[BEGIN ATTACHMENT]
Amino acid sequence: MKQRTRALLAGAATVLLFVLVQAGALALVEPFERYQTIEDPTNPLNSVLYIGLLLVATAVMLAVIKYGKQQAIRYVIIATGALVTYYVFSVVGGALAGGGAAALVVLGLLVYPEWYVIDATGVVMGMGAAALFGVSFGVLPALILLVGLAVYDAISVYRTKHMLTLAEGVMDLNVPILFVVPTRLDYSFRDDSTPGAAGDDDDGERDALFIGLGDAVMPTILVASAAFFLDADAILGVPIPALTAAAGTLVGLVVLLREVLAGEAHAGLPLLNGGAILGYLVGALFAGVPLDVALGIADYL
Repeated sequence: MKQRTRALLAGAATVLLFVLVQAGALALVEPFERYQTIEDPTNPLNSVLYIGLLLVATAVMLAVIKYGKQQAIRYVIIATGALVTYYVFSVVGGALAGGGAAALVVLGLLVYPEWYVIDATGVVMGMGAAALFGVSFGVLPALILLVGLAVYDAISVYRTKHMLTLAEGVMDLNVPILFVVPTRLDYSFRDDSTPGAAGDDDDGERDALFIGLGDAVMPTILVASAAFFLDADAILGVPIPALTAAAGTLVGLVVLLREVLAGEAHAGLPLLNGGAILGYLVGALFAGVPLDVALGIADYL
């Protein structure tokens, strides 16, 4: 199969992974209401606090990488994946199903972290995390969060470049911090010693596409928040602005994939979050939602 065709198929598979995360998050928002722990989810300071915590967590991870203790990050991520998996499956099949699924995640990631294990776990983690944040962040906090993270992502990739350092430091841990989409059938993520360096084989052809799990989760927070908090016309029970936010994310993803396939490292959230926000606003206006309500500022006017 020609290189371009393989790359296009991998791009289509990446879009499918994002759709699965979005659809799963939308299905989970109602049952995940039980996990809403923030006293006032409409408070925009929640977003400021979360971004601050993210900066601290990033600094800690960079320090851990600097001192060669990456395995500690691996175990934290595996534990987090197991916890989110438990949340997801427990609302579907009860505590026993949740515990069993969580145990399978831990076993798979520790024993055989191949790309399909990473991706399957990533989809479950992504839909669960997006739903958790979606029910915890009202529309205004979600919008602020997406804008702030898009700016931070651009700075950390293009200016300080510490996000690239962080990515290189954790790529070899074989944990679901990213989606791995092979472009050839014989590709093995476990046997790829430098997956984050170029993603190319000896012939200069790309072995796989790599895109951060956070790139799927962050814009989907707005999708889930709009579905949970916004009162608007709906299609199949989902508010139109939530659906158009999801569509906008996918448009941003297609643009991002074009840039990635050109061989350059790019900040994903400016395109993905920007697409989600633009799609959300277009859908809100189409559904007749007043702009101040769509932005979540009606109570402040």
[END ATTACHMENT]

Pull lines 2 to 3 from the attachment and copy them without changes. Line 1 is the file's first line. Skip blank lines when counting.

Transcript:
Repeated sequence: MKQRTRALLAGAATVLLFVLVQAGALALVEPFERYQTIEDPTNPLNSVLYIGLLLVATAVMLAVIKYGKQQAIRYVIIATGALVTYYVFSVVGGALAGGGAAALVVLGLLVYPEWYVIDATGVVMGMGAAALFGVSFGVLPALILLVGLAVYDAISVYRTKHMLTLAEGVMDLNVPILFVVPTRLDYSFRDDSTPGAAGDDDDGERDALFIGLGDAVMPTILVASAAFFLDADAILGVPIPALTAAAGTLVGLVVLLREVLAGEAHAGLPLLNGGAILGYLVGALFAGVPLDVALGIADYL
């Protein structure tokens, strides 16, 4: 199969992974209401606090990488994946199903972290995390969060470049911090010693596409928040602005994939979050939602 065709198929598979995360998050928002722990989810300071915590967590991870203790990050991520998996499956099949699924995640990631294990776990983690944040962040906090993270992502990739350092430091841990989409059938993520360096084989052809799990989760927070908090016309029970936010994310993803396939490292959230926000606003206006309500500022006017 020609290189371009393989790359296009991998791009289509990446879009499918994002759709699965979005659809799963939308299905989970109602049952995940039980996990809403923030006293006032409409408070925009929640977003400021979360971004601050993210900066601290990033600094800690960079320090851990600097001192060669990456395995500690691996175990934290595996534990987090197991916890989110438990949340997801427990609302579907009860505590026993949740515990069993969580145990399978831990076993798979520790024993055989191949790309399909990473991706399957990533989809479950992504839909669960997006739903958790979606029910915890009202529309205004979600919008602020997406804008702030898009700016931070651009700075950390293009200016300080510490996000690239962080990515290189954790790529070899074989944990679901990213989606791995092979472009050839014989590709093995476990046997790829430098997956984050170029993603190319000896012939200069790309072995796989790599895109951060956070790139799927962050814009989907707005999708889930709009579905949970916004009162608007709906299609199949989902508010139109939530659906158009999801569509906008996918448009941003297609643009991002074009840039990635050109061989350059790019900040994903400016395109993905920007697409989600633009799609959300277009859908809100189409559904007749007043702009101040769509932005979540009606109570402040």